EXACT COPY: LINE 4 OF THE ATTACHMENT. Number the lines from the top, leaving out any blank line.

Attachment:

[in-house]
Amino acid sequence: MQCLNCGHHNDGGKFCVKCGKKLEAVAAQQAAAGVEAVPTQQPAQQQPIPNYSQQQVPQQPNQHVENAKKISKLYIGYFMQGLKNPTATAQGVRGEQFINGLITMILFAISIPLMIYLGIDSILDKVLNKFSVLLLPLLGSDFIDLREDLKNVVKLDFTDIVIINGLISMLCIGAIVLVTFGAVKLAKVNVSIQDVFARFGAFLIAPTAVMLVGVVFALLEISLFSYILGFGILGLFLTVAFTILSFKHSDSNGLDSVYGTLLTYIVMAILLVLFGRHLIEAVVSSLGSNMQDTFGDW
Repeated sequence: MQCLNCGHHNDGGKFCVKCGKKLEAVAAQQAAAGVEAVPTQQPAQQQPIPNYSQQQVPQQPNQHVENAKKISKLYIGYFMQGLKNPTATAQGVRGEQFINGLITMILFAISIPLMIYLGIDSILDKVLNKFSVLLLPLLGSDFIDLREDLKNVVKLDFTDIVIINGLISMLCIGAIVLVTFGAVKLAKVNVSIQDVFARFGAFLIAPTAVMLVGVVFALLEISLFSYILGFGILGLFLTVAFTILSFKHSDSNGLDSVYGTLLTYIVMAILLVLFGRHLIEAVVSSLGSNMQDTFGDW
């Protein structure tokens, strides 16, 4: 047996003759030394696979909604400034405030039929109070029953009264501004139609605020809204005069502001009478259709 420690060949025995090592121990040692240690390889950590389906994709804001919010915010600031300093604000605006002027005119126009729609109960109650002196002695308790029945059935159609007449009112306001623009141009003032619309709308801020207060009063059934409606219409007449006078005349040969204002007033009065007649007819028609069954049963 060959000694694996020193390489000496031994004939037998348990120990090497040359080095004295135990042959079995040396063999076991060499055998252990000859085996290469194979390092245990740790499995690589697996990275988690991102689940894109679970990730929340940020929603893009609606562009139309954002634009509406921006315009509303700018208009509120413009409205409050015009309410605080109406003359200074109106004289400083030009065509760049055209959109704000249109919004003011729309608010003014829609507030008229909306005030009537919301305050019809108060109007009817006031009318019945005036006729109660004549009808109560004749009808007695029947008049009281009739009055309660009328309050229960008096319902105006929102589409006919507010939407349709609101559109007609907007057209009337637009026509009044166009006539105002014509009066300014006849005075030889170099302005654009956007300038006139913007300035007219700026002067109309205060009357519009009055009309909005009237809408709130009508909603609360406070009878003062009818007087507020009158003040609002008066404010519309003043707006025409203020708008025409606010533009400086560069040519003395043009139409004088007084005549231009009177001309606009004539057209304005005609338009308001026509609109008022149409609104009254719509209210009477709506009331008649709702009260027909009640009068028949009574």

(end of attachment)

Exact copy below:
């Protein structure tokens, strides 16, 4: 047996003759030394696979909604400034405030039929109070029953009264501004139609605020809204005069502001009478259709 420690060949025995090592121990040692240690390889950590389906994709804001919010915010600031300093604000605006002027005119126009729609109960109650002196002695308790029945059935159609007449009112306001623009141009003032619309709308801020207060009063059934409606219409007449006078005349040969204002007033009065007649007819028609069954049963 060959000694694996020193390489000496031994004939037998348990120990090497040359080095004295135990042959079995040396063999076991060499055998252990000859085996290469194979390092245990740790499995690589697996990275988690991102689940894109679970990730929340940020929603893009609606562009139309954002634009509406921006315009509303700018208009509120413009409205409050015009309410605080109406003359200074109106004289400083030009065509760049055209959109704000249109919004003011729309608010003014829609507030008229909306005030009537919301305050019809108060109007009817006031009318019945005036006729109660004549009808109560004749009808007695029947008049009281009739009055309660009328309050229960008096319902105006929102589409006919507010939407349709609101559109007609907007057209009337637009026509009044166009006539105002014509009066300014006849005075030889170099302005654009956007300038006139913007300035007219700026002067109309205060009357519009009055009309909005009237809408709130009508909603609360406070009878003062009818007087507020009158003040609002008066404010519309003043707006025409203020708008025409606010533009400086560069040519003395043009139409004088007084005549231009009177001309606009004539057209304005005609338009308001026509609109008022149409609104009254719509209210009477709506009331008649709702009260027909009640009068028949009574």